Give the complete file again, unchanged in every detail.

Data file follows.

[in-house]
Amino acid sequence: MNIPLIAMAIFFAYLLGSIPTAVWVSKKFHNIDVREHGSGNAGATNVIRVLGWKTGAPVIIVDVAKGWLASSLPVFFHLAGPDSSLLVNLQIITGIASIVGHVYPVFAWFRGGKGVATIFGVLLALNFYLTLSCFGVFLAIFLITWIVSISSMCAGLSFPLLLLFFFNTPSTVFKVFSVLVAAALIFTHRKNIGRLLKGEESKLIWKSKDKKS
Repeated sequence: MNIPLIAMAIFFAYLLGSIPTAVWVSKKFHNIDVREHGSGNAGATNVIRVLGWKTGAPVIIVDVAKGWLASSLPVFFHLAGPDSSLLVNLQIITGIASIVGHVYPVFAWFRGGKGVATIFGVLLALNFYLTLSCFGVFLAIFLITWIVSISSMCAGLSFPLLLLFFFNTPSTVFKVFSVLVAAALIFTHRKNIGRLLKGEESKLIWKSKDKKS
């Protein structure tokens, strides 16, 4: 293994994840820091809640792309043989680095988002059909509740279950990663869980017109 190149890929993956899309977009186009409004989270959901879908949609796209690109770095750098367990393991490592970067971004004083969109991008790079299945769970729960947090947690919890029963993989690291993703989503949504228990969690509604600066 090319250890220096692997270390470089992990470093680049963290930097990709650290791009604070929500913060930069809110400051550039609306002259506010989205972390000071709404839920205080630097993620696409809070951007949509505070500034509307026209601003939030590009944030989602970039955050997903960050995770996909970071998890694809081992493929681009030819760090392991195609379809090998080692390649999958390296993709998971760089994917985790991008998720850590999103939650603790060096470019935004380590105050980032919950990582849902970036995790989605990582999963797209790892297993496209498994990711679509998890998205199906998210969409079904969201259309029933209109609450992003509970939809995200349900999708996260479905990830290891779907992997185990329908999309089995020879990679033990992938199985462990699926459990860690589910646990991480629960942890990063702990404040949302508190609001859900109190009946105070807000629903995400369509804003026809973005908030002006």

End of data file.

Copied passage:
[in-house]
Amino acid sequence: MNIPLIAMAIFFAYLLGSIPTAVWVSKKFHNIDVREHGSGNAGATNVIRVLGWKTGAPVIIVDVAKGWLASSLPVFFHLAGPDSSLLVNLQIITGIASIVGHVYPVFAWFRGGKGVATIFGVLLALNFYLTLSCFGVFLAIFLITWIVSISSMCAGLSFPLLLLFFFNTPSTVFKVFSVLVAAALIFTHRKNIGRLLKGEESKLIWKSKDKKS
Repeated sequence: MNIPLIAMAIFFAYLLGSIPTAVWVSKKFHNIDVREHGSGNAGATNVIRVLGWKTGAPVIIVDVAKGWLASSLPVFFHLAGPDSSLLVNLQIITGIASIVGHVYPVFAWFRGGKGVATIFGVLLALNFYLTLSCFGVFLAIFLITWIVSISSMCAGLSFPLLLLFFFNTPSTVFKVFSVLVAAALIFTHRKNIGRLLKGEESKLIWKSKDKKS
């Protein structure tokens, strides 16, 4: 293994994840820091809640792309043989680095988002059909509740279950990663869980017109 190149890929993956899309977009186009409004989270959901879908949609796209690109770095750098367990393991490592970067971004004083969109991008790079299945769970729960947090947690919890029963993989690291993703989503949504228990969690509604600066 090319250890220096692997270390470089992990470093680049963290930097990709650290791009604070929500913060930069809110400051550039609306002259506010989205972390000071709404839920205080630097993620696409809070951007949509505070500034509307026209601003939030590009944030989602970039955050997903960050995770996909970071998890694809081992493929681009030819760090392991195609379809090998080692390649999958390296993709998971760089994917985790991008998720850590999103939650603790060096470019935004380590105050980032919950990582849902970036995790989605990582999963797209790892297993496209498994990711679509998890998205199906998210969409079904969201259309029933209109609450992003509970939809995200349900999708996260479905990830290891779907992997185990329908999309089995020879990679033990992938199985462990699926459990860690589910646990991480629960942890990063702990404040949302508190609001859900109190009946105070807000629903995400369509804003026809973005908030002006």